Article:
By Eric Breier
Riley Bender grew up in Orange County, but it’s difficult for her to pinpoint a specific city.
There was Anaheim, Costa Mesa, Fullerton, Irvine, Newport Beach, Santa Ana, Tustin, the list is seemingly endless.
There were periods of being homeless when her mom would park their station wagon near the Newport Harbor docks. The longest stay she had anywhere was living on a 42-foot boat in Newport Harbor.
Being raised by a single mom working to make ends meet financially meant frequent moves, which led to Riley and her younger sister, Jordan, shuffling through numerous schools.
They were even home schooled for a time, which Riley says was less about schooling and more about hikes and writing poems – she jokes that the biggest skill she picked up during that period was learning how to rhyme.
Riley’s grades were so dismal that she ended up at a continuation school as a high school junior.
But ask Riley about the 180-degree turn her life has taken and she is hesitant to talk about her many successes.
“I still feel this thing where I can’t talk about how well I’m doing above a whisper because it feels like it will just vanish into thin air,” Riley said.
So she doesn’t boast about being a few months away from graduating from Cal State San Marcos with a bachelor’s in human development. She doesn’t brag about being on the Dean’s List every semester during her three years at CSUSM. Or about earning the “Kindest Orientation Team Leader Award” or the “Orientation Team Leader of the Year Award.” Or about being the President of the Human Development Club and the co-founder and president of the Tau Sigma Honor Society for transfer students.
Instead, she expresses gratitude to the people who helped her along the way – from her mom to her siblings to her professors to fellow students – all the while remaining somewhat mystified at how she reached this point.
Riley’s transient youth never seemed abnormal.
Struggling financially simply meant moving often. And the constant moves made it difficult to get help in school.
Riley’s father had an intermittent presence in her life as he struggled with alcoholism and drug addiction. Most of her memories of him are from visits to rehab centers or hospitals, and he died when she was 16.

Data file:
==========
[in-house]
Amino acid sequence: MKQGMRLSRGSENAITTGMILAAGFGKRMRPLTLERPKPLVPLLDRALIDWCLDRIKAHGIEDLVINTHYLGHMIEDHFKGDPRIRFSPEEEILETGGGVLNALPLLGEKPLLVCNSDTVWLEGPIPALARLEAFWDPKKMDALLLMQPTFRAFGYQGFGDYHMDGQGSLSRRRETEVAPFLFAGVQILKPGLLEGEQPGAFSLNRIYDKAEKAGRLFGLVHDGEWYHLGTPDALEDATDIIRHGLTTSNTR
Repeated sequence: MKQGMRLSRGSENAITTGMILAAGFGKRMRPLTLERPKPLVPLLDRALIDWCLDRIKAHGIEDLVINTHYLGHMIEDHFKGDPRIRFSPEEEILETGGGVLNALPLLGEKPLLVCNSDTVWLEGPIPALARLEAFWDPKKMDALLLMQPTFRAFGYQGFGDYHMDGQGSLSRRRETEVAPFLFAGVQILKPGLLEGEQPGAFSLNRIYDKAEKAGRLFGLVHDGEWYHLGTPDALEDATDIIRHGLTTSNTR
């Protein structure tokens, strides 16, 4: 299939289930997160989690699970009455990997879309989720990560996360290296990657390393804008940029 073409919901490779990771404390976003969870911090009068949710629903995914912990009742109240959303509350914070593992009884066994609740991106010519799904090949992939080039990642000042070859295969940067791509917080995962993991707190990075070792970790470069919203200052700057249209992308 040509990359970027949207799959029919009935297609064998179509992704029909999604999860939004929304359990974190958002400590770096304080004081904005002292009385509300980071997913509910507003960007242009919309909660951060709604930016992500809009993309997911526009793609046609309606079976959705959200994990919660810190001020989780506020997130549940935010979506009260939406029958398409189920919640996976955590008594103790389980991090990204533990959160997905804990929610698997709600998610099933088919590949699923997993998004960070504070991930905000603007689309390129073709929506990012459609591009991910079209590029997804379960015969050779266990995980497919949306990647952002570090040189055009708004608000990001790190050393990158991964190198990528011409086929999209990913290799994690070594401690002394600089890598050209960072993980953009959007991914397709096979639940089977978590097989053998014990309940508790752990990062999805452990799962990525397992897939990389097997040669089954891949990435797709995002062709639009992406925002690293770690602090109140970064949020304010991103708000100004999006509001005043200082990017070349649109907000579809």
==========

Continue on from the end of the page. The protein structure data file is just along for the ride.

Her mother, Coco, had a difficult upbringing – pregnant at 15, married by 16, never having a chance to pursue education. Coco was determined to give her three daughters the opportunities she never had, and she worked numerous jobs in an effort to provide for the family, from cleaning houses to working at Riley’s elementary school.
But finances were always precarious.
“Being poor is expensive,” Riley said. “It’s difficult and debts accumulate. We don’t have a system that’s set up to fully support people who are struggling with poverty.”
Riley still marvels at the irony of her time at a Newport Beach elementary school. The school was a stone’s throw from the ocean in one of the wealthiest cities in the nation, but her family was temporarily living in her mom’s station wagon.
“My mom would pick us up in our home and we’d drive and park our home somewhere,” she said.
Riley credits her mom for always making their lives feel normal. Despite Riley’s struggles in school, Coco’s mantra never changed: Go to college.
“You have to break that cycle,” Coco said, “and breaking that cycle means you have to go to college.”
But figuring out how to get there was another matter, especially when Riley was floundering in school.
Riley ended up at Richland Continuation High School in the city of Orange as a junior. Riley still laughs about the school’s name – “They certainly didn’t have money and there wasn’t a lot of land,” she says – but she praised the school’s faculty for their efforts, even if she still lacked the necessary motivation to succeed in school.
“I just couldn’t pass a class to save my life,” she said. “I can’t imagine how frustrated my teachers and my mom must have been. I tested well and I read so much. I loved to learn, but I didn’t have the skills.”
Riley completed high school through a home schooling program that allowed her to walk in commencement ceremonies with her original high school.
Though Riley struggled throughout her K-12 education, her mom’s persistent refrain – Go to college – resonated.